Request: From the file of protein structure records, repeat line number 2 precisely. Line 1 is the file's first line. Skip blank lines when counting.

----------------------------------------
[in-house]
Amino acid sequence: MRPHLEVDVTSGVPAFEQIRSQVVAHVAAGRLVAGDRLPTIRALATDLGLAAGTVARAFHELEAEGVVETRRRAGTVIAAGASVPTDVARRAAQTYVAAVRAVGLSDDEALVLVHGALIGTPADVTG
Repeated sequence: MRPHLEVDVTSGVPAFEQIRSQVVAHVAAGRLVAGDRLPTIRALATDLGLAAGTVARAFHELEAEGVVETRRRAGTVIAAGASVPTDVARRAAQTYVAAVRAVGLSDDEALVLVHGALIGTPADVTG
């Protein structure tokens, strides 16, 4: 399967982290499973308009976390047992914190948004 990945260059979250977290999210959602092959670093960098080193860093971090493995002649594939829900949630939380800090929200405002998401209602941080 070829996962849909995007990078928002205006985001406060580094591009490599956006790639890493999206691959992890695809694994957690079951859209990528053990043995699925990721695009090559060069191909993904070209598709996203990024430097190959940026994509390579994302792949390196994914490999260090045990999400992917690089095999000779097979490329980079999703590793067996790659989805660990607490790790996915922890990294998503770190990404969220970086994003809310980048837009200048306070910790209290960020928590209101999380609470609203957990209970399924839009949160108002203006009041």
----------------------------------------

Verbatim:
Amino acid sequence: MRPHLEVDVTSGVPAFEQIRSQVVAHVAAGRLVAGDRLPTIRALATDLGLAAGTVARAFHELEAEGVVETRRRAGTVIAAGASVPTDVARRAAQTYVAAVRAVGLSDDEALVLVHGALIGTPADVTG